This study sets out to understand the role of cultural worldviews, risk perceptions, and trust in scientists in impacting U.S. participants' support for COVID-19 mandatory vaccination. Results from an online survey (“N” = 594) suggest that stronger individualistic and hierarchical worldviews are associated with more perceived COVID-19 vaccination risks, less perceived COVID-19 vaccination benefits, and lower support for COVID-19 mandatory vaccination. Perceived benefits mediate the impact of cultural worldviews on support for COVID-19 mandatory vaccination. Trust in scientists moderates the relationship between cultural worldviews and perceived benefits of COVID-19 vaccination. Theoretical and practical implications of the findings are discussed.

Volume 22 • Issue 02 • 2023

Apr 03, 2023 Article
Socioscientific issues in science exhibitions: examining contributions of the informal science education sector

by Ana Maria Navas Iannini

This paper examines how a particular subset of informal science education settings — science exhibitions — embraces contemporary socioscientific issues (SSI) and fosters public engagement with them. A qualitative cross-case analysis of two SSI exhibitions about teen pregnancy (Brazil) and sustainability (Canada) was conducted. It revealed complex issues around operational funding, and institutional tensions related to the nature, balance, and relevance of the topics displayed. The analysis unravelled opportunities for SSI exhibits to engage with contextualized and situated knowledge; articulate the deficit model with other models of science communication; and consider visitors as agents of change.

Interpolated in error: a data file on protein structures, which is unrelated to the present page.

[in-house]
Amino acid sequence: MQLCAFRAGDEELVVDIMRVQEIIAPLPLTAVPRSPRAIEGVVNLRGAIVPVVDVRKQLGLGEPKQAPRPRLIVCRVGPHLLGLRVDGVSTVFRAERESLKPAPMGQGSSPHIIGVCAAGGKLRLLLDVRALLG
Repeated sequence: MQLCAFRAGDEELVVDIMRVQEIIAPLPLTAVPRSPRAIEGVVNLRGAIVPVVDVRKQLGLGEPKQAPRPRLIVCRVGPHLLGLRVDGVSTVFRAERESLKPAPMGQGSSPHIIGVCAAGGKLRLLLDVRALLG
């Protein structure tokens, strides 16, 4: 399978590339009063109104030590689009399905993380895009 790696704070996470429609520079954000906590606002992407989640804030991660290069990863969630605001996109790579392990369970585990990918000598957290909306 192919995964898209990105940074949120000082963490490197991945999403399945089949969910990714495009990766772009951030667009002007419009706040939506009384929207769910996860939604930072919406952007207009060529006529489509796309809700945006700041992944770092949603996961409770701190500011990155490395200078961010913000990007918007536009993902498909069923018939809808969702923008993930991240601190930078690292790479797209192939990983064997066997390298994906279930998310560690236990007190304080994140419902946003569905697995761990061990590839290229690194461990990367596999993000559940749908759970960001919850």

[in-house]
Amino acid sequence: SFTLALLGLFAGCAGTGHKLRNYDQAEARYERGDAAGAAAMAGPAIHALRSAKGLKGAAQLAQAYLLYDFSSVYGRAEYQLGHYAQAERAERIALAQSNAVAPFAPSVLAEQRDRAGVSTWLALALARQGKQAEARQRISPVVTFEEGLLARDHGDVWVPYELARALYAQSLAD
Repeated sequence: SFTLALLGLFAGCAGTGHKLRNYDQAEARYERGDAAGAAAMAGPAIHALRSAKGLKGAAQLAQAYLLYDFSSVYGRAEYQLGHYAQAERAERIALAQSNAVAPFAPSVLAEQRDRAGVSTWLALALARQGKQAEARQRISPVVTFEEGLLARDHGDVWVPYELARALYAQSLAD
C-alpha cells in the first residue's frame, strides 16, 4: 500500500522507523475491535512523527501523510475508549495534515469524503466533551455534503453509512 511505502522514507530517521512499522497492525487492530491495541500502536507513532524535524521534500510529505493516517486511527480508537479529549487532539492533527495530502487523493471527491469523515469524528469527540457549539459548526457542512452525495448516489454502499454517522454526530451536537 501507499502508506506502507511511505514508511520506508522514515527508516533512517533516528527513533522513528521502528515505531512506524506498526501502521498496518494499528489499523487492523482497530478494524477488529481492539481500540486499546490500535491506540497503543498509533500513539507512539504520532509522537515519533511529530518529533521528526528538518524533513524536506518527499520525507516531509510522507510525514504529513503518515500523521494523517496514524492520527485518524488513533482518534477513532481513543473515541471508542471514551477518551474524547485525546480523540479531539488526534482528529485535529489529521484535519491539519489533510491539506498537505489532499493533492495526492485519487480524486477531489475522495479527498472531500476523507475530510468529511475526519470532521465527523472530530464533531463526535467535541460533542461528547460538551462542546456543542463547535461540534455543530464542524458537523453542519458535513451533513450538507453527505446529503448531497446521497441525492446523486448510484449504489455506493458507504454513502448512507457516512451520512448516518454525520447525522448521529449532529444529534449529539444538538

Volume 22 • Issue 02 • 2023

Mar 27, 2023 Essay
Factors affecting the efficacy of short stories as science communication tools

by Masoud Irani and Emma Weitkamp

People become familiar with stories as sources of information in their childhood, and, while they have recently received interest as potential science communication tools, few studies have considered aspects of story quality on science communication. We postulate that quality is an important, if challenging, facet that should be considered when exploring the potential of short stories in science communication. This essay argues that quality should be a key consideration of those interested in studying or working with short stories for science communication purposes and presents criteria for the `well-made' short story.

Volume 22 • Issue 02 • 2023